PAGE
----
Today the last Sunday in the Season of Creation, celebrating with the Church ecumenical and concluding on Wednesday with St. Francis. Our theme this morning is bless. “God bless you” is a simple or serious request. When we bless with words, we ask for God’s provision, favor, kindness, goodness to be evident. To bless is to pray for others, to intercede and act on behalf of others. We pray not to inform God of needs but we Brothers speak of in our Rule of Life, to join God in loving solidarity which God uses “for healing and transformation.”[i] God is not dependent on us. God invites our loving action including prayer.
God instructed Moses and Aaron to say: “The Lord bless you and keep you; the Lord make his face to shine upon you and be gracious to you; the Lord lift up his countenance upon you, and give you peace.”[ii] When another’s face lights up at seeing ours, we feel loved. In other words: “May God be good to you and protect you. May God turn toward you. May God’s face light up at seeing you. May you feel the love and receive peace or wholeness.”
Hearing another bless reminds us both of their love and God’s love. To be blessed is to experience blessing, God’s favor. When Mary visits Elizabeth, they see the light of each other’s countenance. They exclaim and sing: “Blessed is the fruit of your womb.” “My soul magnifies the Lord …” because God has looked “with favor” on me. Everyone “will call me blessed.”
“Bless the Lord, O my soul; O Lord my God, how excellent is your greatness!” exclaims the psalmist,[iii] To bless is also to praise and thank God for all manner of goodness. We conclude many liturgies, meals and gatherings with: “Let us bless the Lord. Thanks be to God!” However, this sermon is not over. With those words we praise and give thanks to God.
God blesses making us like Mary blessed. We receive kindness, favor, wellness, and healing—we are blessed—to order share blessing. This is part of how God saves. After creating everything good and the crisis from Adam and Eve’s disobedience, God began salvation by calling Abraham and Sarah, using people to create a family to bless and help save the world. As we heard in Genesis, they will be a blessing.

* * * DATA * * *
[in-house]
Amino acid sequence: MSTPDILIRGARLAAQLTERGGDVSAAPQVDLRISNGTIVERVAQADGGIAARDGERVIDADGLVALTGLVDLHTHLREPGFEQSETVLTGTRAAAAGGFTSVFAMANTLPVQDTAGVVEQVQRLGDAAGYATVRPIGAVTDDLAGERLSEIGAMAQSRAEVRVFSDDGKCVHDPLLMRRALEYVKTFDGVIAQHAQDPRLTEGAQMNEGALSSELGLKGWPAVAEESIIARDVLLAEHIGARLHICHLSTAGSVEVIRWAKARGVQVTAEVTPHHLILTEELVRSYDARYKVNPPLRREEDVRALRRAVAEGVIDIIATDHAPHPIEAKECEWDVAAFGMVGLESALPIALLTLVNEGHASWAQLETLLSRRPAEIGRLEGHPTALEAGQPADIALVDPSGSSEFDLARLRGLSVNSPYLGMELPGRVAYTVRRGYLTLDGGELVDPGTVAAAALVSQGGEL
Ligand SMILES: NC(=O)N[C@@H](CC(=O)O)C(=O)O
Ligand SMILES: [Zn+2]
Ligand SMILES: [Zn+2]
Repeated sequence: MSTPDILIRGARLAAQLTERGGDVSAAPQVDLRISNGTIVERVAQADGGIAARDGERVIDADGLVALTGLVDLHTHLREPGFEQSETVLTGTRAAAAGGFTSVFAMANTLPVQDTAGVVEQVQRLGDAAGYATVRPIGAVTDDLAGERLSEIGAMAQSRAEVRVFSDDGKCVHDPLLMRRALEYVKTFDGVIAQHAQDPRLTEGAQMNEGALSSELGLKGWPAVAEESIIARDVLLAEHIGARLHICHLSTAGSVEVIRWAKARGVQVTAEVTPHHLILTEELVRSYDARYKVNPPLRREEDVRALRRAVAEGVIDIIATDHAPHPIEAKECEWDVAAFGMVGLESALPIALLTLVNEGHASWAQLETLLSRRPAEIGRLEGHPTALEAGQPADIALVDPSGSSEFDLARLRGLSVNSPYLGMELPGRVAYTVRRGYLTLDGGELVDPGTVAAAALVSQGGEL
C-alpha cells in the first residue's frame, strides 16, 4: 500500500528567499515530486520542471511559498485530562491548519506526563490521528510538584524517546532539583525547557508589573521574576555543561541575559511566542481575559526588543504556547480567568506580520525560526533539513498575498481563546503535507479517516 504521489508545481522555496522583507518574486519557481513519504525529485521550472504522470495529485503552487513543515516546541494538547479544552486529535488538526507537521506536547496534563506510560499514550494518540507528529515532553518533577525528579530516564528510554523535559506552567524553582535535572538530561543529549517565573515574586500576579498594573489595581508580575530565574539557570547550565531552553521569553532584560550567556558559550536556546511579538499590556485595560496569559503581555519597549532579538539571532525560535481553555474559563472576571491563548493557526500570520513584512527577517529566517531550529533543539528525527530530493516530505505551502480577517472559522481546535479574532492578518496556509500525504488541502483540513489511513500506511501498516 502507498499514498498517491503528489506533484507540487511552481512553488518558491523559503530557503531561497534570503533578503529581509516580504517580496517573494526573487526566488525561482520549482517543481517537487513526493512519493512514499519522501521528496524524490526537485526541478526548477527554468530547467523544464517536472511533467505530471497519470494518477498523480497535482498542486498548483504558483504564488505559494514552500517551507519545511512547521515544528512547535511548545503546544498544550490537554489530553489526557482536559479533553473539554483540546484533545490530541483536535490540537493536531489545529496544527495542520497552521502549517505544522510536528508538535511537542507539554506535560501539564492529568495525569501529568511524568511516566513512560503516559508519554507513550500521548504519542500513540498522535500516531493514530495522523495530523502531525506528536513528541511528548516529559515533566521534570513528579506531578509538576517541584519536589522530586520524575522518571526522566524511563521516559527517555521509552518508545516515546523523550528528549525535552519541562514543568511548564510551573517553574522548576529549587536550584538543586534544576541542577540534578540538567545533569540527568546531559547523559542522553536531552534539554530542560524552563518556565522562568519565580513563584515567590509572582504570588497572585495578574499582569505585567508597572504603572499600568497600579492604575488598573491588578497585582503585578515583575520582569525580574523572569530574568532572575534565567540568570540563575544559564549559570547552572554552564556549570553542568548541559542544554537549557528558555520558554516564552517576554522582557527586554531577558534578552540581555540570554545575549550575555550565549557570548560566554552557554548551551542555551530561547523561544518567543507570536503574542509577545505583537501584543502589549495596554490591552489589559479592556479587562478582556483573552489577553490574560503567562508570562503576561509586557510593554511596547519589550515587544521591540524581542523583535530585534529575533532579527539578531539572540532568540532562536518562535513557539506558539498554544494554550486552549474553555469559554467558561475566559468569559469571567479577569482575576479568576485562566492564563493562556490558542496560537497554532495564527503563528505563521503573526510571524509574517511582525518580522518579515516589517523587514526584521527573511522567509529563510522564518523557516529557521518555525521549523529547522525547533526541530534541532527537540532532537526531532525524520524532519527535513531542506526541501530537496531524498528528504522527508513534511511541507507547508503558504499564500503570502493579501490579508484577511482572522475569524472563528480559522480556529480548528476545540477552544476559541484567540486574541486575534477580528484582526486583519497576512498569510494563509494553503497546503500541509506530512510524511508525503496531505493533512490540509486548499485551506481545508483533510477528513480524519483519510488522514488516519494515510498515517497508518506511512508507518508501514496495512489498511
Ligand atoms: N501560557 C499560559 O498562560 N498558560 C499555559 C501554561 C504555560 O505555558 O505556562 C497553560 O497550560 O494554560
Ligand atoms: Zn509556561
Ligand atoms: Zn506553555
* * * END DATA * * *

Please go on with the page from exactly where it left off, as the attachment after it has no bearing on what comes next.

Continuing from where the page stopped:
But it’s at a cost. Go from your land, people, and family to a land I will show you. Leave everything you know. I will provide for you. I will make your family into a great nation. I will show you favor, my goodness. You will be a blessing. Everyone will be blessed through you.
From the start, there is an invitation to let go. Let go of security, possession, familiarity, doing it all on your own. God says: rely on me to provide and enable. Abram went, and he still clung to possessions and doing it on his own. God kept calling. It’s a great story because of the back and forth. Through seven-episodes, we watch Abraham slowly changing, slowing letting go, from striving to make a name for himself at others’ expense to a loving generosity.[iv] Through it, Abraham learns to love like God, letting go in order to bless others.
Paul Borgman wrote: “Relinquishment is letting go of an anxiety about what I might lose; it is letting go of the desire for what I might gain. Relinquishment is one side of a coin whose other and shining face is God’s concern for blessing. Relinquishment is the necessary condition toward and embrace of blessing for all peoples everywhere and at all times.”[v]
Relinquishment is doing “nothing from selfish ambition … but regarding others as better than ourselves.” It is being like Jesus, who though “in the form of God, did not regard equality with God as something to be exploited” something to be grasped, clung, and held onto, but he let go being “born in human likeness. And … he humbled himself and became obedient to death, even death on a cross.” So that he could draw the whole world to himself, to love, redeem, and bless everyone and every created thing.
We are children of Abraham and Sarah, invited to leave for a new kind of life, invited over and over to let go. We are followers of Jesus Christ, invited to take up our cross. We are blessed by God, recipients of divine favor and provision. We are blessed and healed, to help save the world, all peoples, all creation.
We are blessed to be a blessing. What does that look like? Praying. Interceding for the earth and all peoples with loving solidarity. Relinquishing. Consider what personal, familial, and communal practices are sharing in destruction and what builds up the whole created community? What are we doing for self-promoting and self-preservation? What are you called to give up or reduce for the whole? How might we seek global health and equity? It is humbling considering our actions, asking for and receiving help.
Children of God, may we have faith like Abraham in God’s promises. May we follow Jesus humbly embracing our human limitations and loving wildly. God keeps saving and invites our help in restoring all creation, all peoples, all plants and animals, oceans. Be a blessing.
[i] SSJE Rule, Chapter 24: The Mystery of Intercession
[ii] Numbers 6:22-26
[iii] Psalm 104:1
[iv] Paul Borgman (2001) Genesis: the story we haven’t heard. Downers Grove, IL: InterVarsity Press, p103
[v] Borgman, p107
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